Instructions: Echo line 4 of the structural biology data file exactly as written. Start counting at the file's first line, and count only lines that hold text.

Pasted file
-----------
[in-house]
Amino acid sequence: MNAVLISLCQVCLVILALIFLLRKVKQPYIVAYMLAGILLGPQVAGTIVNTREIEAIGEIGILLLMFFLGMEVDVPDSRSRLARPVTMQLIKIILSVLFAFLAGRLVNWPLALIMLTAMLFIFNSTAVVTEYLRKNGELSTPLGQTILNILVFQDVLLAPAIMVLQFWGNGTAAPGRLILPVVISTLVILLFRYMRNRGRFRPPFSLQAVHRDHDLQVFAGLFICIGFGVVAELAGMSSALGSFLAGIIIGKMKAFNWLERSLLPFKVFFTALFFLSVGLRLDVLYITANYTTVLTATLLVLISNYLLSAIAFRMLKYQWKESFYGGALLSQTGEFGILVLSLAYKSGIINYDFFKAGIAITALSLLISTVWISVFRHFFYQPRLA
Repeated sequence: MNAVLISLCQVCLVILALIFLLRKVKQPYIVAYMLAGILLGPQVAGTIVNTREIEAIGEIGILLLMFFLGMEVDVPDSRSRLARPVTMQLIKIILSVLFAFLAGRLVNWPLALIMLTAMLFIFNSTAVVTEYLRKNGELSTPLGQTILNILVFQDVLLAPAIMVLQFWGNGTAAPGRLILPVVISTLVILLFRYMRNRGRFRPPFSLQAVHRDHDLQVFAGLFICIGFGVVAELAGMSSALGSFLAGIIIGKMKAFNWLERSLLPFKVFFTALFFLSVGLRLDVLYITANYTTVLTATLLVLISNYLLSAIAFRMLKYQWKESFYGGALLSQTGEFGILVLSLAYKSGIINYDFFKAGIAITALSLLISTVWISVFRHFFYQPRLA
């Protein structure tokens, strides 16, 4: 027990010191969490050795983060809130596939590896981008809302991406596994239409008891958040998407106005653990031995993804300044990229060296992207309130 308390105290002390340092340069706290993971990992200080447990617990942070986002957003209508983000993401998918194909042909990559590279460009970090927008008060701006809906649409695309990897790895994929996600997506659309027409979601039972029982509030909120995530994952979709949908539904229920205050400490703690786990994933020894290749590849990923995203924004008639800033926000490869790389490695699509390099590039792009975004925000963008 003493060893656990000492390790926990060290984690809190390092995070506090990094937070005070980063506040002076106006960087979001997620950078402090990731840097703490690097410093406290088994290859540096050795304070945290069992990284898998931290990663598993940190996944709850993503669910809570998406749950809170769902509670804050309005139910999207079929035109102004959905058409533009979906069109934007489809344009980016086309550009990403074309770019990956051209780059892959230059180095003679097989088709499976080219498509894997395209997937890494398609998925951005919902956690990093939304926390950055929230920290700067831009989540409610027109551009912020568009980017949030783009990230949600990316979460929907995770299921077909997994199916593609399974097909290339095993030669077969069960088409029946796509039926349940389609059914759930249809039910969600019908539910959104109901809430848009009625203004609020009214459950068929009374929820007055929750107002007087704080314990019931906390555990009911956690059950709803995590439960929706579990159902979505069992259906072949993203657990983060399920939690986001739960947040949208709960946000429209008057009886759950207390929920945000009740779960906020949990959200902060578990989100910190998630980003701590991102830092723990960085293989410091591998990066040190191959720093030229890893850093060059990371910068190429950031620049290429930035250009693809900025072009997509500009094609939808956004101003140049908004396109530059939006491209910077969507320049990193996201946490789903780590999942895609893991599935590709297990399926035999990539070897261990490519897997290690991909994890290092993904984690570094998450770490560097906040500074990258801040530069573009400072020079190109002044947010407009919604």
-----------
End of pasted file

């Protein structure tokens, strides 16, 4: 027990010191969490050795983060809130596939590896981008809302991406596994239409008891958040998407106005653990031995993804300044990229060296992207309130 308390105290002390340092340069706290993971990992200080447990617990942070986002957003209508983000993401998918194909042909990559590279460009970090927008008060701006809906649409695309990897790895994929996600997506659309027409979601039972029982509030909120995530994952979709949908539904229920205050400490703690786990994933020894290749590849990923995203924004008639800033926000490869790389490695699509390099590039792009975004925000963008 003493060893656990000492390790926990060290984690809190390092995070506090990094937070005070980063506040002076106006960087979001997620950078402090990731840097703490690097410093406290088994290859540096050795304070945290069992990284898998931290990663598993940190996944709850993503669910809570998406749950809170769902509670804050309005139910999207079929035109102004959905058409533009979906069109934007489809344009980016086309550009990403074309770019990956051209780059892959230059180095003679097989088709499976080219498509894997395209997937890494398609998925951005919902956690990093939304926390950055929230920290700067831009989540409610027109551009912020568009980017949030783009990230949600990316979460929907995770299921077909997994199916593609399974097909290339095993030669077969069960088409029946796509039926349940389609059914759930249809039910969600019908539910959104109901809430848009009625203004609020009214459950068929009374929820007055929750107002007087704080314990019931906390555990009911956690059950709803995590439960929706579990159902979505069992259906072949993203657990983060399920939690986001739960947040949208709960946000429209008057009886759950207390929920945000009740779960906020949990959200902060578990989100910190998630980003701590991102830092723990960085293989410091591998990066040190191959720093030229890893850093060059990371910068190429950031620049290429930035250009693809900025072009997509500009094609939808956004101003140049908004396109530059939006491209910077969507320049990193996201946490789903780590999942895609893991599935590709297990399926035999990539070897261990490519897997290690991909994890290092993904984690570094998450770490560097906040500074990258801040530069573009400072020079190109002044947010407009919604």